Parents in the Alexandria area of Fairfax County should monitor their children carefully and watch for high fevers or other signs of meningitis, a Fairfax County health official advised last night.

Two cases of the potentially fatal disease, an inflammation of the lining of the brain, have been recorded in southern Fairfax in the last week.

Dr. Fred J. Payne, assistant director of the Fairfax County Health Department, told about 80 parents and students at an open meeting at Mount Vernon Woods Elementary School last night that the chances their children will contract meningitis are slight.

Payne, who offered advice and information on the disease for about an hour, said the risk to students, although real, is too small to warrant closing schools or administering antibiotics.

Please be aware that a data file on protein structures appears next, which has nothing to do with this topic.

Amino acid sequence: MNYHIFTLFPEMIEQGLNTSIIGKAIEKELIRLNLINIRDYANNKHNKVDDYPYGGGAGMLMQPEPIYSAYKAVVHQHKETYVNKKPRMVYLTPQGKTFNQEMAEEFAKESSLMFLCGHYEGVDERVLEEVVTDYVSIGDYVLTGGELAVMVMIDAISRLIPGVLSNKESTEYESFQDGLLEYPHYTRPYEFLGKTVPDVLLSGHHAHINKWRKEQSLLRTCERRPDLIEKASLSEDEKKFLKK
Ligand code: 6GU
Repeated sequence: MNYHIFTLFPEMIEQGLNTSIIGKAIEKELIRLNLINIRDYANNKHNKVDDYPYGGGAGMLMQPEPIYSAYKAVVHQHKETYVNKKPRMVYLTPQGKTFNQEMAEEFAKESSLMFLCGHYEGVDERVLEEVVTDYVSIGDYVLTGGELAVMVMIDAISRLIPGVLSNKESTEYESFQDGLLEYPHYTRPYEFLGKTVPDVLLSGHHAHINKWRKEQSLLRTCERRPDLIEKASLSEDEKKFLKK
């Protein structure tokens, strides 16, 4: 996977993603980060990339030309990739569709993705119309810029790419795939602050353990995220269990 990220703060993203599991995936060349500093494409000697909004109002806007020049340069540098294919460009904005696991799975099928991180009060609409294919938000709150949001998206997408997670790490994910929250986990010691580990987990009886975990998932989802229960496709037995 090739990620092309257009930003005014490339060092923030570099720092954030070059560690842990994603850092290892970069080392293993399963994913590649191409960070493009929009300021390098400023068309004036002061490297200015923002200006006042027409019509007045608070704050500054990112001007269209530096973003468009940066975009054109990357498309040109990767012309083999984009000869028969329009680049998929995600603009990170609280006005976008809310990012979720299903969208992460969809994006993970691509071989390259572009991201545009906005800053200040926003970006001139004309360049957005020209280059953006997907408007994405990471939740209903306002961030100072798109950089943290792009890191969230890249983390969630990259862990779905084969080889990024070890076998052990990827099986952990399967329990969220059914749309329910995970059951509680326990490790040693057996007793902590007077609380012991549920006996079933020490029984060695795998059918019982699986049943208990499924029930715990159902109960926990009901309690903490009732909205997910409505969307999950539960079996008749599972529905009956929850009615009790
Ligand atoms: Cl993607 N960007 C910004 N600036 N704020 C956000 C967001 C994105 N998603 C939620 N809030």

"The main thing is to make [parents] aware there is a risk," said Payne. But "the risk is so small there's nothing we can do about intervention." He advised parents to keep an eye on their children, and to contact a doctor if a child's fever reaches or surpasses 102 degrees.

"Keep your eyes open and watch your kids for next week or so."

Besides high fever, other early symptoms of meningitis include headache, stiff neck and muscles, vomiting and tiny bruises on the skin.

One of the two children who have the disease is a 5-year-old in kindergarten at Mount Vernon Woods and the other is a sophomore at Mount Vernon High School; both have the form of the disease caused by bacteria. Payne said both are doing well.

Three Montgomery County students were hospitalized with the disease this month, two with the bacterial form and one with viral meningitis.